Dublin start-up Soundwave has convinced Stephen Fry, the English actor followed by almost six million people on Twitter, to launch its ground-breaking music discovery, sharing and analytics app, in London tomorrow.
Set up by Brendan O'Driscoll, 25, Aidan Sliney, 28, and Craig Watson, 29, Soundwave earned plaudits from Apple co-founder Steve Wozniak earlier this month who described it as "a music product that fits my life so perfectly".
Mark Cuban, the owner of the National Basketball Association's Dallas Mavericks and a regular on TV hit Entourage, as well as The Coronas' Danny O'Reilly, are other users of the app which only went live last Thursday.
Sitting in Food Game, a cafe in Dublin 4 a few doors down from Soundwave's office, O'Driscoll said its music app was being launched simultaneously in 14 different languages on both android phones and iPhones.
Soundwave's beta version of its app has already proved a success with Fry, Wozniak and hip Dublin bands like Choice Music Prize winner Delorentos all trialling it.
O'Driscoll said both Apple and Google had helped it refine its app prior to its launch. "The product itself is inherently viral," O'Driscoll said. "If I download the product as an early adapter I am going to want to know what my friends are listening to and share the product."
Soundwave works by allowing users see what their friends or favourite bands or celebrities are listening to in real time. It also allows the music industry see which songs are being played most.
"This allows users discover new music for free by seeing what people they know or like are listening to," O'Driscoll said. "If we get traction with the product there is a very interesting play to be made with all the data.
"Record labels want to know what is trending and what is being played in certain locations," O'Driscoll added.
"They want to get in from the outset by getting their artists on to the app and using the app to increase their engagement with their fan base."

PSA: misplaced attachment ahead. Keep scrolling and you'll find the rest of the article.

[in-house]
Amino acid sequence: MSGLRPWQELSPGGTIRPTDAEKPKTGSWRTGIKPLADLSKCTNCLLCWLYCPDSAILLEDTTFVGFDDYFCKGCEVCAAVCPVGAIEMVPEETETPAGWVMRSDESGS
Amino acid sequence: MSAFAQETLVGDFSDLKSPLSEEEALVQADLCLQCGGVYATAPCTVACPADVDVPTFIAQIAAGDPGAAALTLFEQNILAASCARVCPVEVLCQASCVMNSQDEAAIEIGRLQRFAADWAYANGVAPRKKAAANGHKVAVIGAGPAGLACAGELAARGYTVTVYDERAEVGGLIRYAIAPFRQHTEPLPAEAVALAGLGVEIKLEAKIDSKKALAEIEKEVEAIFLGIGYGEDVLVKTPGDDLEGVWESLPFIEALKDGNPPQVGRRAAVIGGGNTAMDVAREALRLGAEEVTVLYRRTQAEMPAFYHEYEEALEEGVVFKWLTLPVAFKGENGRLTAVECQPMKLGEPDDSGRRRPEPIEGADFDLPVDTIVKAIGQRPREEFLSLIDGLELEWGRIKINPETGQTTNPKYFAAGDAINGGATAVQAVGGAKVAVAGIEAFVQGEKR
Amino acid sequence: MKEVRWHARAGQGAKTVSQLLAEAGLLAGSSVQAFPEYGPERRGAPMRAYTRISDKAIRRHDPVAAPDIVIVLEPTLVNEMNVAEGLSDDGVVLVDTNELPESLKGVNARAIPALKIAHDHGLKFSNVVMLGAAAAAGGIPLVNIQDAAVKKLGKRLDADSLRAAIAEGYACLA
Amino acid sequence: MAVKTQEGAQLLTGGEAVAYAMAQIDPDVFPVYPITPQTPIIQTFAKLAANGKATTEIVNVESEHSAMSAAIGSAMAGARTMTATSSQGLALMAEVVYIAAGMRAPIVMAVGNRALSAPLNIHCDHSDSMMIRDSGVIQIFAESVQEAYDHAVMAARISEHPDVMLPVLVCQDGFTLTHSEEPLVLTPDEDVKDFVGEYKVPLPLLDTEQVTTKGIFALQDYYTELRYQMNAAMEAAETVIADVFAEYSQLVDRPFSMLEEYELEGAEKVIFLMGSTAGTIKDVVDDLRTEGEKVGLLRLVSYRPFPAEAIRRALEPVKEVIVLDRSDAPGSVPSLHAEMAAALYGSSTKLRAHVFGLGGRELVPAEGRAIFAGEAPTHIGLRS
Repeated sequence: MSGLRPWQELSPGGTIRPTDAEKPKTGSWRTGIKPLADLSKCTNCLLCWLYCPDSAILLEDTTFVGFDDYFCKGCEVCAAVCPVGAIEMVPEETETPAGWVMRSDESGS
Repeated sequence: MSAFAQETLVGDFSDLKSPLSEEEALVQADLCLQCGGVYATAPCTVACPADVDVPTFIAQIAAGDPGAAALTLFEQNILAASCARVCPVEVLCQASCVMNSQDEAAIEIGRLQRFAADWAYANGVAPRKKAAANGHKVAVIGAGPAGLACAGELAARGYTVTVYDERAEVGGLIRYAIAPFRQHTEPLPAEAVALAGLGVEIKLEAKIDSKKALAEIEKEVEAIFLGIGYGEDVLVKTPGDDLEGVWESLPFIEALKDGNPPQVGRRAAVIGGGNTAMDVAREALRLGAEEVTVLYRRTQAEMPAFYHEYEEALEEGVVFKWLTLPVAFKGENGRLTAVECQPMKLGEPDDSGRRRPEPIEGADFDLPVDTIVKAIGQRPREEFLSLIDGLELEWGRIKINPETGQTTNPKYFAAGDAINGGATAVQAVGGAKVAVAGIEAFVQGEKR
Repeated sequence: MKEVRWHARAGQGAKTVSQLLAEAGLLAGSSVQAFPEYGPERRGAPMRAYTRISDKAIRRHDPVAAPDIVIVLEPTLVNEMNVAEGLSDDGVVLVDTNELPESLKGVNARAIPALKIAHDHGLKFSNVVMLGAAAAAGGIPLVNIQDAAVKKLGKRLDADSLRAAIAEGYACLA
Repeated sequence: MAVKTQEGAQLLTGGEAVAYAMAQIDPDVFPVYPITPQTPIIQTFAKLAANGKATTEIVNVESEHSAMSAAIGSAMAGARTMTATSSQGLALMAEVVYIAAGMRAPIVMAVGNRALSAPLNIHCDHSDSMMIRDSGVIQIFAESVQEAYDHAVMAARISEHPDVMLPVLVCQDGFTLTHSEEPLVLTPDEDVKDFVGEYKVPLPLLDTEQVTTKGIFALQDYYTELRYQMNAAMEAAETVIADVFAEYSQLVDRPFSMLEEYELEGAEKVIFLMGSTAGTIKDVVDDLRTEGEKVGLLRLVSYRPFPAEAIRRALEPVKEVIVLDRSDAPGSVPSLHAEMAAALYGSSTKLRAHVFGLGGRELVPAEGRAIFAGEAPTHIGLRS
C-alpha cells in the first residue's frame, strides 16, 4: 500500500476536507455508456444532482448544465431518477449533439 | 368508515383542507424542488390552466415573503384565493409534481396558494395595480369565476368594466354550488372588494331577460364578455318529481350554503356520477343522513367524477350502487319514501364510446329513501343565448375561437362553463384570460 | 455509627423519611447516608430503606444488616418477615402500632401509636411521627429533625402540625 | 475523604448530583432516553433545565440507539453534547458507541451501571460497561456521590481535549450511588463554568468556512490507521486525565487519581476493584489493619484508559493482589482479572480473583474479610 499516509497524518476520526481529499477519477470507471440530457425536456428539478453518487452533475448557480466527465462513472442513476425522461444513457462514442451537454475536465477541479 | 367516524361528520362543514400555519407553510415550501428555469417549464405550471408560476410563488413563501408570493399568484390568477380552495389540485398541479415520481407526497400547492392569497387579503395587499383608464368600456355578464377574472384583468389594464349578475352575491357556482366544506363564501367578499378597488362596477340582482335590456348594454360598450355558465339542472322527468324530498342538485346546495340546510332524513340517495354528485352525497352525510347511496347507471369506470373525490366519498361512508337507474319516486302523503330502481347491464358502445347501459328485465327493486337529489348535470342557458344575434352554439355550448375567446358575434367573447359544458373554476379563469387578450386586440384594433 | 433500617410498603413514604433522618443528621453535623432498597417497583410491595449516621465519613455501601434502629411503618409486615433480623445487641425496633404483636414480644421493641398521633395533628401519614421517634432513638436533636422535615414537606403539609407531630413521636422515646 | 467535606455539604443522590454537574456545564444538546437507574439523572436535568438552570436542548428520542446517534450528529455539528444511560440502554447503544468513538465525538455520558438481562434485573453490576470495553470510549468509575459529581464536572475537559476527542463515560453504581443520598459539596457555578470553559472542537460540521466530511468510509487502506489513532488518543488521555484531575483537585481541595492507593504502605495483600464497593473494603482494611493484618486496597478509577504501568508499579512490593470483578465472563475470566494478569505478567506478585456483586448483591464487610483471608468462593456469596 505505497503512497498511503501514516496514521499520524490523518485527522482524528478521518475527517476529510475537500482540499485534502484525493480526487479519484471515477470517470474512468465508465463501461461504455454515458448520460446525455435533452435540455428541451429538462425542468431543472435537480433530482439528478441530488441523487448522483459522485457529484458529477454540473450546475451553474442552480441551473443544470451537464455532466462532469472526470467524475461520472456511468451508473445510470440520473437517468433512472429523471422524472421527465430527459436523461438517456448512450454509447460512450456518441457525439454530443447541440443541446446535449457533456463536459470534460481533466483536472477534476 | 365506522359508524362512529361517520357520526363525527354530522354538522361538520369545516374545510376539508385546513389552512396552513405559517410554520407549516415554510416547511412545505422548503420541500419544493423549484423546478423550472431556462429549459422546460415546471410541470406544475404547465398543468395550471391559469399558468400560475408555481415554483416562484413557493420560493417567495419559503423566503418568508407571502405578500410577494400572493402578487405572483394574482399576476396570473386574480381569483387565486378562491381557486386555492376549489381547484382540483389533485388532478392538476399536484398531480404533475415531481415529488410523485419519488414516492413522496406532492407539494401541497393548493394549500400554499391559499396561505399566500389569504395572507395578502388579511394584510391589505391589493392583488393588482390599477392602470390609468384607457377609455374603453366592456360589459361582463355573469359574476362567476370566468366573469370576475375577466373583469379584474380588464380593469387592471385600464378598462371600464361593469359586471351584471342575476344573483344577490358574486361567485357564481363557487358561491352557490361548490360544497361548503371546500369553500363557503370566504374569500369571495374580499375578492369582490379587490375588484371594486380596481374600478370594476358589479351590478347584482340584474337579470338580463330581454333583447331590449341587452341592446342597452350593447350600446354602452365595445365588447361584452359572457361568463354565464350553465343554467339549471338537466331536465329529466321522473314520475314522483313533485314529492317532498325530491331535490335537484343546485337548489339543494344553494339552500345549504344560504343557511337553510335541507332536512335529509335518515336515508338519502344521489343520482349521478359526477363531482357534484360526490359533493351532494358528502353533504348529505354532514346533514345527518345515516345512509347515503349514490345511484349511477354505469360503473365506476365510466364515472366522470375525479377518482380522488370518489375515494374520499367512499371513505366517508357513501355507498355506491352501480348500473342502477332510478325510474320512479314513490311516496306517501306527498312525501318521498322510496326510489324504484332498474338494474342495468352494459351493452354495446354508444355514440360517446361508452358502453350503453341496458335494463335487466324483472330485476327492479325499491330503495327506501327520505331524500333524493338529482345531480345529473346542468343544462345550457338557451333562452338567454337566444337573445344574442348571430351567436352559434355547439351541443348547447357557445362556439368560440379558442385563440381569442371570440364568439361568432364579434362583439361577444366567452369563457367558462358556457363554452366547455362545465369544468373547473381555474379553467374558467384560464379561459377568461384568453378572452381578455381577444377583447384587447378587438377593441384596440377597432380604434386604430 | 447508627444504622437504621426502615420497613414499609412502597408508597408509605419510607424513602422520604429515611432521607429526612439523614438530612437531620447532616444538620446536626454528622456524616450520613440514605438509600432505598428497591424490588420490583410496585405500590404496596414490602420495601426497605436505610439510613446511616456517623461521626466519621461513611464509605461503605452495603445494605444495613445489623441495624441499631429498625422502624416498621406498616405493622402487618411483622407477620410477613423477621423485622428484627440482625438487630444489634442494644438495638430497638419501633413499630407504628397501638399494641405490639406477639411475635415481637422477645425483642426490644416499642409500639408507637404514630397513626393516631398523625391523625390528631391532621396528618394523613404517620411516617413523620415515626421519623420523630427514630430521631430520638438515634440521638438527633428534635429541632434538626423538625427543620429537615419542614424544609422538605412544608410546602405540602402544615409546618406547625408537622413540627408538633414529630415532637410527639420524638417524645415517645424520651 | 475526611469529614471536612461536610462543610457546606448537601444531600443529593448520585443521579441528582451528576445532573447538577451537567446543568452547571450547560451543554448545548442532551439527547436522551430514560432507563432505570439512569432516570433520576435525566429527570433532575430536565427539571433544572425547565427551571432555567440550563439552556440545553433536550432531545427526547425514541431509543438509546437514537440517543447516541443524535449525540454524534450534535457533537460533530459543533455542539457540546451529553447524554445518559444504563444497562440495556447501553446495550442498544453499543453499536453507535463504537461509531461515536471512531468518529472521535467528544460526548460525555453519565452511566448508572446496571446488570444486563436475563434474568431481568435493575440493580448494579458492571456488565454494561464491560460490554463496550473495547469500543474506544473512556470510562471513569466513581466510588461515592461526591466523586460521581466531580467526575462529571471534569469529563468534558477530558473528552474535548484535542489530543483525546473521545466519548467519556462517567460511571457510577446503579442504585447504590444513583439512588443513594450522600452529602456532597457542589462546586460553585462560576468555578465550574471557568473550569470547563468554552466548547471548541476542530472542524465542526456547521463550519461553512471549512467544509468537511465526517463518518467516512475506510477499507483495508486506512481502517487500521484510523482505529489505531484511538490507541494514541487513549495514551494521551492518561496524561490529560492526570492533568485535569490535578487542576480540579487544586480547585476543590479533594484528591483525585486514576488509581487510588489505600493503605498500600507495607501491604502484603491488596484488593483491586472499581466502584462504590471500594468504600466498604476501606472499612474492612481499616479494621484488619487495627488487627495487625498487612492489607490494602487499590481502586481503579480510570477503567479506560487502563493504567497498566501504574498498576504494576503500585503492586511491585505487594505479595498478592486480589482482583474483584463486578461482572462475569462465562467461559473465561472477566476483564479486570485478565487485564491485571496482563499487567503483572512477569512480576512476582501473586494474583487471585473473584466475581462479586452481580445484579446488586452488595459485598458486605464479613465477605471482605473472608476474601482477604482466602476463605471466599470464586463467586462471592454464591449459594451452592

Soundwave was founded in February 2012 and was part of the National Digital Research Centre LaunchPad programme. It now employs eight people and is chaired by Aidan O'Driscoll, an accountant and director of Irrus Investments, a Limerick-based group of angel investors.
O'Driscoll, an uncle of Brendan, is a former senior executive in Avocent Corporation. Among the advisers to Soundwave are Paddy Benson, a vice-president of product engineering at NewBay Software and Gary Leyden, director at NDRC LaunchPad.
Brendan O'Driscoll said Soundwave had received ready help from Dublin's burgeoning start-up scene. "Everyone is rallying around us," he said.
"One of the best things about the tech industry in Dublin is that everybody is supportive of everybody else."
Soundwave had developed two revenue models, one tried and tested and the other a long-term holy grail of the world's music industry.
"If you discover new music within an app you can also purchase the song through our app," O'Driscoll said: "By facilitating the sale you get a fee. It is an affiliate concept that has been proven and is directly linked to the number of users."
The other revenue model O'Driscoll said was to try to become the Google Analytics for the music business. "Bands, music agents, consumer brands can log on and find out what music people are listening to and where. What songs they listen to and what songs they don't. That is information people are really looking for right now," he said. "They have no visibility of what people are listening to."
The music industry, O'Driscoll said, knew when you paid for a song but that was it. "They don't know if you've listened to it 10 times for a year or never again. You might have shared it with a 100 people or not, you might have liked it or disliked it. This is a real-time way of seeing what is playing when and how often."
O'Driscoll said competitors in this space were only scraping data and unable to deliver what Soundwave could. Post-launch, O'Driscoll said Soundwave would consider launching more new features, including one suggested by Wozniak, who has logged 700 song listens since he downloaded the app only a few weeks ago.
"Steve thinks we should explain not just what music people are listening to but also explain what concerts are on," O'Driscoll said. "If I was to draw a circle over Dublin tonight I could see what concerts are on. I could then start listening to the music of that concert and try to figure out should I go or not? That is a really good idea. There is a lot of potential for us to expand on the music map feature.
"What you see now is only a base level of what we can do."